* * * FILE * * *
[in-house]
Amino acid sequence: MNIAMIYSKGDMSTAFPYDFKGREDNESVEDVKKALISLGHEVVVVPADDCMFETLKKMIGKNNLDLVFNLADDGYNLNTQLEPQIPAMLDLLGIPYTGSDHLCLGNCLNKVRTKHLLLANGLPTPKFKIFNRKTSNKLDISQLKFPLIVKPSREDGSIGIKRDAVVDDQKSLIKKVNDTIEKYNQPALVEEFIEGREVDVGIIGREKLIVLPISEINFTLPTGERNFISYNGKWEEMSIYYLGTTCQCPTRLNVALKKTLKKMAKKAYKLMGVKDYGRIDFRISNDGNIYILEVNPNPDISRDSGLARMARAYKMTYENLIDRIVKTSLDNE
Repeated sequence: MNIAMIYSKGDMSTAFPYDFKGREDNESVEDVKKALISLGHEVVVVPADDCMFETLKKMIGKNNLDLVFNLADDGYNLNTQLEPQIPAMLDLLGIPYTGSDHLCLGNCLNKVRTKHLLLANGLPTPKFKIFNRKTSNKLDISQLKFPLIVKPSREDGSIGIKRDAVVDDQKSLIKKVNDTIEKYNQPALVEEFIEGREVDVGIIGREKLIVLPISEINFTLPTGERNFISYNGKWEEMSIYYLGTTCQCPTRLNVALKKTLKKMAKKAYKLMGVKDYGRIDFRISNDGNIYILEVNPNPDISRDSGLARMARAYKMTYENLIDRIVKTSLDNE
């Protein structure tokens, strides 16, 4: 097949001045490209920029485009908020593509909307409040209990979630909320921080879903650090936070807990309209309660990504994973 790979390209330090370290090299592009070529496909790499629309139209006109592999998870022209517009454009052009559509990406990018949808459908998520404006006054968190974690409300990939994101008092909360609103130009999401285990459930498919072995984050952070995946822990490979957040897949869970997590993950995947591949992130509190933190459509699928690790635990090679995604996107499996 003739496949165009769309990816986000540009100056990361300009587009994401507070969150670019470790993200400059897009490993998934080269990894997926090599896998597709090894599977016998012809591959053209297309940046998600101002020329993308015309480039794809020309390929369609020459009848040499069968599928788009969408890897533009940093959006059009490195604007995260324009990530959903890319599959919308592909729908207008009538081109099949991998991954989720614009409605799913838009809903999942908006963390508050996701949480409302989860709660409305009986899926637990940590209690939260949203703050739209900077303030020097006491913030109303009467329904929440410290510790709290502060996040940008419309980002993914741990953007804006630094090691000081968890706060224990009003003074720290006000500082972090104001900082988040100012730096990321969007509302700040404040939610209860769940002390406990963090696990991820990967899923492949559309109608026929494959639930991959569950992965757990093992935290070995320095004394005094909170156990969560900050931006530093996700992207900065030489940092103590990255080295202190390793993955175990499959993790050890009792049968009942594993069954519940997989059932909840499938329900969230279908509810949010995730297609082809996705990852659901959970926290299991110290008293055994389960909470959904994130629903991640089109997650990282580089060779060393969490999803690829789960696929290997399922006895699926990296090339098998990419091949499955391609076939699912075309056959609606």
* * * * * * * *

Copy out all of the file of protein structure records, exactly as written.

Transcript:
[in-house]
Amino acid sequence: MNIAMIYSKGDMSTAFPYDFKGREDNESVEDVKKALISLGHEVVVVPADDCMFETLKKMIGKNNLDLVFNLADDGYNLNTQLEPQIPAMLDLLGIPYTGSDHLCLGNCLNKVRTKHLLLANGLPTPKFKIFNRKTSNKLDISQLKFPLIVKPSREDGSIGIKRDAVVDDQKSLIKKVNDTIEKYNQPALVEEFIEGREVDVGIIGREKLIVLPISEINFTLPTGERNFISYNGKWEEMSIYYLGTTCQCPTRLNVALKKTLKKMAKKAYKLMGVKDYGRIDFRISNDGNIYILEVNPNPDISRDSGLARMARAYKMTYENLIDRIVKTSLDNE
Repeated sequence: MNIAMIYSKGDMSTAFPYDFKGREDNESVEDVKKALISLGHEVVVVPADDCMFETLKKMIGKNNLDLVFNLADDGYNLNTQLEPQIPAMLDLLGIPYTGSDHLCLGNCLNKVRTKHLLLANGLPTPKFKIFNRKTSNKLDISQLKFPLIVKPSREDGSIGIKRDAVVDDQKSLIKKVNDTIEKYNQPALVEEFIEGREVDVGIIGREKLIVLPISEINFTLPTGERNFISYNGKWEEMSIYYLGTTCQCPTRLNVALKKTLKKMAKKAYKLMGVKDYGRIDFRISNDGNIYILEVNPNPDISRDSGLARMARAYKMTYENLIDRIVKTSLDNE
């Protein structure tokens, strides 16, 4: 097949001045490209920029485009908020593509909307409040209990979630909320921080879903650090936070807990309209309660990504994973 790979390209330090370290090299592009070529496909790499629309139209006109592999998870022209517009454009052009559509990406990018949808459908998520404006006054968190974690409300990939994101008092909360609103130009999401285990459930498919072995984050952070995946822990490979957040897949869970997590993950995947591949992130509190933190459509699928690790635990090679995604996107499996 003739496949165009769309990816986000540009100056990361300009587009994401507070969150670019470790993200400059897009490993998934080269990894997926090599896998597709090894599977016998012809591959053209297309940046998600101002020329993308015309480039794809020309390929369609020459009848040499069968599928788009969408890897533009940093959006059009490195604007995260324009990530959903890319599959919308592909729908207008009538081109099949991998991954989720614009409605799913838009809903999942908006963390508050996701949480409302989860709660409305009986899926637990940590209690939260949203703050739209900077303030020097006491913030109303009467329904929440410290510790709290502060996040940008419309980002993914741990953007804006630094090691000081968890706060224990009003003074720290006000500082972090104001900082988040100012730096990321969007509302700040404040939610209860769940002390406990963090696990991820990967899923492949559309109608026929494959639930991959569950992965757990093992935290070995320095004394005094909170156990969560900050931006530093996700992207900065030489940092103590990255080295202190390793993955175990499959993790050890009792049968009942594993069954519940997989059932909840499938329900969230279908509810949010995730297609082809996705990852659901959970926290299991110290008293055994389960909470959904994130629903991640089109997650990282580089060779060393969490999803690829789960696929290997399922006895699926990296090339098998990419091949499955391609076939699912075309056959609606």